Review of Two of Alexandra Fuller’s memoirs.

Alexandra Fuller Amazon Page Cocktail Hour Under the Tree of Forgetfulness by [Fuller, Alexandra]

I have recently returned from Zambia and for reading material I decided to take two of Alexandra Fuller’s memoirs.  I have already read ‘Don’t Let’s Go to the Dogs tonight.’  So I took the follow up to that  – ‘Cocktail Hour under the Tree of Forgetfulness,’ and her most recent book, ‘Leaving Before the Rains Come.’

I have heard some controversial opinions about Alexandra Fuller.  Certain people from Zambia seem to dislike her a lot, for reasons I don’t understand.

However, I am only interested in her writing and her books, which I have to say I thoroughly enjoyed.

She lived a totally different life to the one I experienced growing up in Chingola, but that doesn’t make it any less real or authentic.  In my opinion, it takes a huge amount of courage to write as honestly as she does, and her prose is electric with stories of what happened both to her and her family in Rhodesia, as it was then.

‘Cocktail Hour Under the Tree of Forgetfulness’ focuses on the life of Nicola Fuller of Central Africa, as she supposedly refers to herself.   Fuller gives a detailed account of her mother’s upbringing both in Scotland and Kenya, before she moved to Rhodesia and lived through the war there. She writes without sentimentality, as she describes the highs and the lows of her mother’s incredible life.  She also tells of Nicola Fuller’s depressions and highs before she is diagnosed as being Bi-Polar, and how this affects both Alexandra and her sister Vanessa.  Nicola Fuller’s mental health begins to deteriorate after the death of her first child.  More tragedy follows and with each tragedy she disappears increasingly into her own depressed inner world, and withdraws further away from her children.

Fuller writes with devastating honesty, and no matter what she is describing, she is never ever dull.  Her love of Africa and her parent’s love of the continent shine through and help us understand in some small way why they stayed during the incredibly difficult time of the Rhodesian war.  They loved the land – simple as that. For those of us who grew up in Zambia, we can identify wholly with descriptions such as this: “Emerald-spotted doves” calling to one another, frogs “bellowing from the causeway,” the air boiling “with beetles and cicadas, mosquitoes and tsetse flies,” and egrets “white against the gray-pink sky” floating “upriver to roost in the winterthorn trees.”

If ‘Don’t Let’s Go to the Dogs Tonight’ was a scathing reflection of her parents, then ‘Cocktail Hour Under the Tree of Forgetfulness’ is a tribute to a brave but slightly unhinged couple, who were captivated by the harsh realities of Africa, but found their love of the continent surpassed everything else.  Make of that what you will.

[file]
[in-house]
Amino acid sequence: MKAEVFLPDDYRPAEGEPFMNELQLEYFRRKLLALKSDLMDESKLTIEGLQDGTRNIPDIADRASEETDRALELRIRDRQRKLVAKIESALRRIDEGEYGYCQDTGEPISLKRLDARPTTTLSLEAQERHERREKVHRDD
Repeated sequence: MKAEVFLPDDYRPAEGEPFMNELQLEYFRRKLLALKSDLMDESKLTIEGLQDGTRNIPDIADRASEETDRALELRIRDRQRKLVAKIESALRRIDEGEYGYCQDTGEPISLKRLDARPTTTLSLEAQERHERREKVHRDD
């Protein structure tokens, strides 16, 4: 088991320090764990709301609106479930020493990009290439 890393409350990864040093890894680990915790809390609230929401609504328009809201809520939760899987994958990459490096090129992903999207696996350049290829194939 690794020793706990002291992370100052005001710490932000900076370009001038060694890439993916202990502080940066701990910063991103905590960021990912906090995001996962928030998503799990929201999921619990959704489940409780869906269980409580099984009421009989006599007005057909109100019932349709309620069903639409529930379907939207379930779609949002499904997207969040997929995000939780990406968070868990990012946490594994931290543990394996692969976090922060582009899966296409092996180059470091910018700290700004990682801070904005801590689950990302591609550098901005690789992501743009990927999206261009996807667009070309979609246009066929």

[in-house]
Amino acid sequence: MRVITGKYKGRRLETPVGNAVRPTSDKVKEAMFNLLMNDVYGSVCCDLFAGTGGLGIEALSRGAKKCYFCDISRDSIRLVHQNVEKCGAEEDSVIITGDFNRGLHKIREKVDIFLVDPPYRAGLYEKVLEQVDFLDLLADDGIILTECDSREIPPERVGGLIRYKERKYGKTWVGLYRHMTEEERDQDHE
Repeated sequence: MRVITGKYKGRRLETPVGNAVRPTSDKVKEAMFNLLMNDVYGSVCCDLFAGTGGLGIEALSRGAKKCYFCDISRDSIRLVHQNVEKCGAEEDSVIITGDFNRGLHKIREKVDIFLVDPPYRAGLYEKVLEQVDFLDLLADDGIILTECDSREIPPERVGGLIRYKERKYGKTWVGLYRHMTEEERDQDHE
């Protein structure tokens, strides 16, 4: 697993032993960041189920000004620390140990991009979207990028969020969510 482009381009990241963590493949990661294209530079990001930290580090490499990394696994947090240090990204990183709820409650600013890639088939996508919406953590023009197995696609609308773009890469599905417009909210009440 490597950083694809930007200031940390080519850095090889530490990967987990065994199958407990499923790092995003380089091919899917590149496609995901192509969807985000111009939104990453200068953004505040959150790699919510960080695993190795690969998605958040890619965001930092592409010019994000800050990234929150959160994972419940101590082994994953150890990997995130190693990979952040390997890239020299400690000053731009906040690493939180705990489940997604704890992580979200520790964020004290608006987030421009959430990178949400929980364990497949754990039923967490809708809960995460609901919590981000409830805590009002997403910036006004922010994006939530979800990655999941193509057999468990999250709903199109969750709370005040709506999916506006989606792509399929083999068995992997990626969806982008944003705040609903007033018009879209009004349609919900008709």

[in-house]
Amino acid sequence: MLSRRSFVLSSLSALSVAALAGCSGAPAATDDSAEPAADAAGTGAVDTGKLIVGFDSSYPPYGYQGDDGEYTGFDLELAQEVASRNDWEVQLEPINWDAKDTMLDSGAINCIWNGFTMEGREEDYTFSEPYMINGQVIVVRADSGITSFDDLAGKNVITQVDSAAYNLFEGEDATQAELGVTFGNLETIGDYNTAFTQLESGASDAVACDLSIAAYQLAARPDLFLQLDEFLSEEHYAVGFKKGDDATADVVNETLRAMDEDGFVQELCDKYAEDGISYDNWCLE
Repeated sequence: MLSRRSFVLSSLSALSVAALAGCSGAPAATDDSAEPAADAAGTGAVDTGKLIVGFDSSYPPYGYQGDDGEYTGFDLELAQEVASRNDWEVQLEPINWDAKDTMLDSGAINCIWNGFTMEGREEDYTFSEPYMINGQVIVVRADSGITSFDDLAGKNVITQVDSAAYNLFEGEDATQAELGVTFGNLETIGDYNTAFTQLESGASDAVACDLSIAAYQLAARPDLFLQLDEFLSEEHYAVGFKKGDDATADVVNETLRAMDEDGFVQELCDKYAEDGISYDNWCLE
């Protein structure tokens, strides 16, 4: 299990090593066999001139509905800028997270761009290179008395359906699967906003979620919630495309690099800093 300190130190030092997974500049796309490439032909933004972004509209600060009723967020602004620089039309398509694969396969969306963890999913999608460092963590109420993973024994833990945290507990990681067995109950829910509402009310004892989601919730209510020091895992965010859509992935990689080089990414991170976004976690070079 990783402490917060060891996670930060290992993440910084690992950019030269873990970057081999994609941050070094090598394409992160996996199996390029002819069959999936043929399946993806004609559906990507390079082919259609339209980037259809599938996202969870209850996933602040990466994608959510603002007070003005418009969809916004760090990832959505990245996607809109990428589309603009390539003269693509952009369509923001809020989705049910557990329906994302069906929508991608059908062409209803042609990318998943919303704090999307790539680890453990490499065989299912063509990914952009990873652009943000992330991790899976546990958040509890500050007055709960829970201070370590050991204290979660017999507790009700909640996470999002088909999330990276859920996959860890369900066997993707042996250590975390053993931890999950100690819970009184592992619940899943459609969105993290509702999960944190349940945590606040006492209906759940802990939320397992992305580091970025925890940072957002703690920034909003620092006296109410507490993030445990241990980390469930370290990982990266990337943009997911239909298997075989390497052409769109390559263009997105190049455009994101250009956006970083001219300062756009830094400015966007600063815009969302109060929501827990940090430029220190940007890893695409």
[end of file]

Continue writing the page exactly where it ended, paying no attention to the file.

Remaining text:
I then went on to read ‘Leaving Before the Rains Come.’  Firstly – what a brilliant title for a novel.  Her titles are superb.    This memoir focuses on Alexandra herself and her marriage to an American who she meets in Zambia, Charlie Ross.  Charlie ran rafting trips on the Zambezi river when Alexandra met him and it was a passionate ‘coup de foudre.’

In him she believes she sees stability, protection and all that has been missing from her war-torn, crazy life to date. As she so eloquently states, she projected “onto Charlie’s broad-shouldered frame” an “embellished biography that made him both my sanctuary and my savior. I believed that if I moored myself to Charlie, I would know tranquillity interspersed with organized adventure.” She could remain in Africa because “he loved the romance of it,” and they could remain there safely: “Our lives would be the ‘three rifles, supplies for a month, and Mozart’ of ‘Out of Africa’ without the plane crashes, syphilis, and Danish accent.”

Sadly they are both living under delusions about the other and no-one can be all that.  However initially they cling together in their individual hope and beliefs of the other and they try hard to make it work.

After the birth of their three children, Fuller suffers from a severe bout of malaria and eventually for their own sanity, they move to Wyoming, USA.

Fuller writes so honestly about the breakdown of her marriage, her own sanity and her own shortcomings that you cannot help but admire her.   Well, I couldn’t anyway.

Whatever you may feel about her on a personal level, she writes beautifully about both the beauty of Africa and the trials and challenges of the human condition.  I thoroughly enjoyed both of these books and I would recommend them without hesitation.